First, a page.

Whistle-blowers don’t get fair trials

The Star printed an editorial May 31 that claimed Edward Snowden could have a public trial to “argue the legitimacy of his motive and the gravity of the danger of the NSA’s unchecked power” to peer into our private lives. But that’s exactly what he could not do.

Daniel Ellsberg, the first American to be prosecuted under the Espionage Act, writes in the Guardian UK that no one who has exposed classified wrong-doing can get a fair trial because the accused can’t testify in court about their intent, lack of damage caused or benefits of the release of information.

Ellsberg himself was not convicted and imprisoned only because the judge declared a mistrial and there was no chance for re-trial on grounds that the prosecution was fatally contaminated by illegal wiretaps and break-ins.

The Espionage Act needs drastic reform or the public will never learn about government acts that violate the Constitution. It’s those acts that must be reined in, not the courage of whistle-blowers.

Joan Weimer

Retired professor, Tucson

Benefits clear with Eller impact study

Recently, La Posada engaged the Eller MBA College at the University of Arizona to do an economic impact study for our organization. How fortunate Tucson is to have a program such as this. The students were remarkable in their passion to learn, and the faculty was an excellent partner in their educational development. La Posada found the engagement to be mutually beneficial, and we were proud to be involved with the professional development of the up-and-coming work force.

We look forward to our next opportunity to work with the Eller program, and encourage other businesses to explore this unique resource available in our community.

Lisa Israel

CEO of La Posada at Park Centre, Inc., Green Valley

UA will learn from graduation mistakes

The UA’s spring commencement ceremony had some hiccups. Lots has been made about it in the local media, on social media, etc. People need to know that the folks behind the ceremony did their absolute best to provide a great experience for the students and their families, and, as can happen with big events with lots of moving parts, there were some speed bumps: long lines, issues with water availability, etc.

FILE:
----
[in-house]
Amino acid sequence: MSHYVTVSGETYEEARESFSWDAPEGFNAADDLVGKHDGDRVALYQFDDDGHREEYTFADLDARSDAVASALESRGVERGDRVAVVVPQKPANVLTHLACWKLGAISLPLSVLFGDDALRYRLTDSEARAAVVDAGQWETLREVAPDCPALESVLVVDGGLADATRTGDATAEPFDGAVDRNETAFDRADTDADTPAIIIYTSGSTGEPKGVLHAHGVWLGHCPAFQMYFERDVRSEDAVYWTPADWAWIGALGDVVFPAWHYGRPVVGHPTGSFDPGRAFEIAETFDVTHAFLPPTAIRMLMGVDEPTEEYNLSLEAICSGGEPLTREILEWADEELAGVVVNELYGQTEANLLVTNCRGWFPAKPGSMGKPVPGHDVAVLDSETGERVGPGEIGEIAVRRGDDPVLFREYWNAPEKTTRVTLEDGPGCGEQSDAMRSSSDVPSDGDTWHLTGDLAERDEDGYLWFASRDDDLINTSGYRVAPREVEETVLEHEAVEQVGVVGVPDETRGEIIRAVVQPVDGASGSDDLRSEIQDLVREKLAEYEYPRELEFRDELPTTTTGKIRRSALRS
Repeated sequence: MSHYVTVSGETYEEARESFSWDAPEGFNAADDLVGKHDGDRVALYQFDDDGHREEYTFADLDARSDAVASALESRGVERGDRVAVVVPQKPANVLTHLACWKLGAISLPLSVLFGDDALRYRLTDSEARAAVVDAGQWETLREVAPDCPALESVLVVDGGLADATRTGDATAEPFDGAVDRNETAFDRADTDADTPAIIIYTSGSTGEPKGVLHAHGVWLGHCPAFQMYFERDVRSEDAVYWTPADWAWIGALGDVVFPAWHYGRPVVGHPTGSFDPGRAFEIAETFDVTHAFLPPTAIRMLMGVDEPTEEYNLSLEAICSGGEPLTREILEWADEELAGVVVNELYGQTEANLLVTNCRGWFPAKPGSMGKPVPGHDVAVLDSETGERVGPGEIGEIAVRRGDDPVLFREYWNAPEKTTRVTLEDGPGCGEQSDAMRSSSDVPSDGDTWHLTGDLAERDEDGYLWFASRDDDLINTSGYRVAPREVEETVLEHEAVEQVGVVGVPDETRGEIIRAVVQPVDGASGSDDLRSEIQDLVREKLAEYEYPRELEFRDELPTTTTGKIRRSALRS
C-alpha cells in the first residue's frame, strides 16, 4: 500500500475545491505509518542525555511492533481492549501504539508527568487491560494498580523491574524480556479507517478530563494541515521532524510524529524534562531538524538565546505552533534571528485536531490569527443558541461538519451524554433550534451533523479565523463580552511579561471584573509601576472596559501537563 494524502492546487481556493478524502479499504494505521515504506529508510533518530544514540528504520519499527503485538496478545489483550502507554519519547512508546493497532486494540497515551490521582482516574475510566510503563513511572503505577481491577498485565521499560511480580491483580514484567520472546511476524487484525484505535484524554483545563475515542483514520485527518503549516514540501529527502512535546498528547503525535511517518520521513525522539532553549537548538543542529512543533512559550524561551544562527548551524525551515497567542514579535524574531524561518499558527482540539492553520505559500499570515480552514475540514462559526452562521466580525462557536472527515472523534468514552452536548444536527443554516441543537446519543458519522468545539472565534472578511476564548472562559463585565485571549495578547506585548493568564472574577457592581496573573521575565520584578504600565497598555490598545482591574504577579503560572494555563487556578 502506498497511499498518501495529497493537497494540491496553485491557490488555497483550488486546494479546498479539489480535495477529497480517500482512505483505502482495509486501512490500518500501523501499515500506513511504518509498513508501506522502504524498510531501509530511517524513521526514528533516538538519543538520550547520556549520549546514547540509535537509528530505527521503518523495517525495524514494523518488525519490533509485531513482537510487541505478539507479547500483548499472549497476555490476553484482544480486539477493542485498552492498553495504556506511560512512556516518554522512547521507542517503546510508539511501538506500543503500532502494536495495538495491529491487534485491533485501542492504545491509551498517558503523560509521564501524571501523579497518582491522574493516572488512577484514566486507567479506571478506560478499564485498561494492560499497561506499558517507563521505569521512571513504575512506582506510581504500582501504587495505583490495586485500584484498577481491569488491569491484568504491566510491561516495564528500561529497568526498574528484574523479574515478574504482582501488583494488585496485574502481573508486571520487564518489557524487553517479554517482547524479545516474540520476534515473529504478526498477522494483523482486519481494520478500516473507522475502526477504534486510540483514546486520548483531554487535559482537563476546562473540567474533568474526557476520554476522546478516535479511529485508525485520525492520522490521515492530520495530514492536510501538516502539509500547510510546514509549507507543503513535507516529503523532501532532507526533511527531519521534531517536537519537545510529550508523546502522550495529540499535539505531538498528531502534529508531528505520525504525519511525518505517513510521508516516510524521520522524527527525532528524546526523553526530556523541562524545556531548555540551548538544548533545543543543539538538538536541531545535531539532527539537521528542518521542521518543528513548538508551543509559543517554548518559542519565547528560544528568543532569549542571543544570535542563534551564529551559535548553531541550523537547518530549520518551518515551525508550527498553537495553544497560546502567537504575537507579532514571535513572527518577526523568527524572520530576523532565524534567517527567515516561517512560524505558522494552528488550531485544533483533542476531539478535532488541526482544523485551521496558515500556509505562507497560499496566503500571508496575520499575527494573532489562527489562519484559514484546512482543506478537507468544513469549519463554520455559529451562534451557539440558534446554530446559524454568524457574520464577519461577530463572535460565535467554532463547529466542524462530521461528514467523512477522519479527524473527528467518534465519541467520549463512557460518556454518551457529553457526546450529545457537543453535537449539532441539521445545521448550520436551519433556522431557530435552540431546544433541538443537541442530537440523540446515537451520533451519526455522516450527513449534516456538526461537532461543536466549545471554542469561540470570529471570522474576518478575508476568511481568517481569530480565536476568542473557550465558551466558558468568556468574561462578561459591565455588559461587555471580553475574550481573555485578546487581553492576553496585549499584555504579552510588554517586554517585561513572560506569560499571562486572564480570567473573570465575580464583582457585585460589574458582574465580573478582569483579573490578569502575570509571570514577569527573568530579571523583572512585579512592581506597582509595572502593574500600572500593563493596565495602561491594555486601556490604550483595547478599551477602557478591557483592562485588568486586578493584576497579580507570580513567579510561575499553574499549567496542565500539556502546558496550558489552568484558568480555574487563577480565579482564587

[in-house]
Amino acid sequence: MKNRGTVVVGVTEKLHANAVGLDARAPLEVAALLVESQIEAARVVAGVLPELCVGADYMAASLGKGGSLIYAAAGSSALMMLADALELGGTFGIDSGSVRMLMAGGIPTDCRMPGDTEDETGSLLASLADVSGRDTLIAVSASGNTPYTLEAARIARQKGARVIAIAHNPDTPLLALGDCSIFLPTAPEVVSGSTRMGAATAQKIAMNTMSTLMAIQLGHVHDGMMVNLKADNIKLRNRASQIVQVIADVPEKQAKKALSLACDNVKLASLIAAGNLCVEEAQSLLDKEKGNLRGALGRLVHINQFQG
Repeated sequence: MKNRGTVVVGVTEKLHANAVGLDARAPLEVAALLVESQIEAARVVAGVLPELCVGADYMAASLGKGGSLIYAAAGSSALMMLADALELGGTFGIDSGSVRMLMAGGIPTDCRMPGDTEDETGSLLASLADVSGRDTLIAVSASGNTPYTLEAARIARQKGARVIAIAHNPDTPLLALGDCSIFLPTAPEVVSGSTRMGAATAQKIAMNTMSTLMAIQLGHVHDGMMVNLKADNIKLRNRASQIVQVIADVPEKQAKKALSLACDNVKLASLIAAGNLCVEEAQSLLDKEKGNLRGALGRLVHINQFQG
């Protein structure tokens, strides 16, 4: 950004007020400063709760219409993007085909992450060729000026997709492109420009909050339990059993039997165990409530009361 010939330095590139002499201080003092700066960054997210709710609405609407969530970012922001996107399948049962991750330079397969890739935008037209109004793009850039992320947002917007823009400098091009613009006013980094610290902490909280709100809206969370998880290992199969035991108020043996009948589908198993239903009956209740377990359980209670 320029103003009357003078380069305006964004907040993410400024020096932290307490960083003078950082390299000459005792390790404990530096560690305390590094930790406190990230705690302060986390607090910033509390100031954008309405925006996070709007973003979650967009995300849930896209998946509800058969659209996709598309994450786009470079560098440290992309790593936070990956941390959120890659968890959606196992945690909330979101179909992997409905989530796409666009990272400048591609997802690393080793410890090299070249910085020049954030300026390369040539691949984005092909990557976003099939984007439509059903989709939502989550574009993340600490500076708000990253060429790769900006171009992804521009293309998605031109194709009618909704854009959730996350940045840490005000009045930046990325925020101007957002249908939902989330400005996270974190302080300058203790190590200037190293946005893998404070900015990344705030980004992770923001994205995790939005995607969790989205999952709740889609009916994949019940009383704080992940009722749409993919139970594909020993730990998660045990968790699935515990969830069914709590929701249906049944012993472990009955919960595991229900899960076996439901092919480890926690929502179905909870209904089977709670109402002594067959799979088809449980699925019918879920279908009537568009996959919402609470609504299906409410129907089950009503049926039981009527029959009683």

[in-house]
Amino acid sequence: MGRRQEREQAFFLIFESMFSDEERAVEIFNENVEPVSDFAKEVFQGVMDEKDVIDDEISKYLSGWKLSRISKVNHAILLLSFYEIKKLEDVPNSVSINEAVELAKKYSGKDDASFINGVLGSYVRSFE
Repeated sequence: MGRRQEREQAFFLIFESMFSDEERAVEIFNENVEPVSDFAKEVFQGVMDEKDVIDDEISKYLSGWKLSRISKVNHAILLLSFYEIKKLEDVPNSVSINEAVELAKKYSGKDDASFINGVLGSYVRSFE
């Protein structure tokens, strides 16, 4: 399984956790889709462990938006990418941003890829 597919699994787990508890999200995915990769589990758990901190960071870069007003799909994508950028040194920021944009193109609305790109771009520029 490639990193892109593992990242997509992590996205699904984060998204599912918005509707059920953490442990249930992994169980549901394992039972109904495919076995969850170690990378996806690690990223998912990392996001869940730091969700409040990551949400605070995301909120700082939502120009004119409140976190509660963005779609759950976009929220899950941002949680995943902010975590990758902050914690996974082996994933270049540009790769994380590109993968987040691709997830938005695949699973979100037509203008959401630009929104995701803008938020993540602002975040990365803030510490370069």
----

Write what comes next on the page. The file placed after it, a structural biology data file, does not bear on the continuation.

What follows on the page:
I suspect the planners have been agonizing over every detail and are already working hard to make next year’s event a huge success. My message here is that everyone needs to take a deep breath, step back, throttle down the rhetoric and don’t throw the baby out with the bath water.

The UA has many capable, extremely hard-working people on top of this thing, and they will get it turned around. Mark my words: next year’s ceremony will be awesome.

Matt Adamson

Educator, Oro Valley

Does McCain believe his own remarks?

What exactly does John McCain believe?

Regarding Russia, John McCain advised the president to target individual Russians, their bank accounts and their ability to travel. And, he would throw them out of the G-8, making it the G-7.

Obama does exactly that. McCain snickered, “Well, G-7, I’m sure that that has reduced Vladimir to tears, that he’s not going to be able to be in the G-8. Take over a part of a country, and you don’t get to go to the next meeting in some wonderful European capital.”

Asked about this rumored prisoner exchange of terrorists for Bowe Bergdahl, McCain said, “I would support such a thing…. I think that would be something I think we should seriously consider.

After the fact, McCain states, “This decision to bring Sergeant Bergdahl home … is ill-founded, … a mistake, … putting the lives of American service men and women at risk, and that, to me, is unacceptable to the American people.”

Who is John McCain? What does he believe?

Sheldon Metz

Retired, Tucson

Thank you for D-Day coverage

Thank you Arizona Star for your coverage of the 70th anniversary of D-Day. Having landed on Omaha in July of 1944 I can relate to every comment that was made.

William LaBar

Retired, Tucson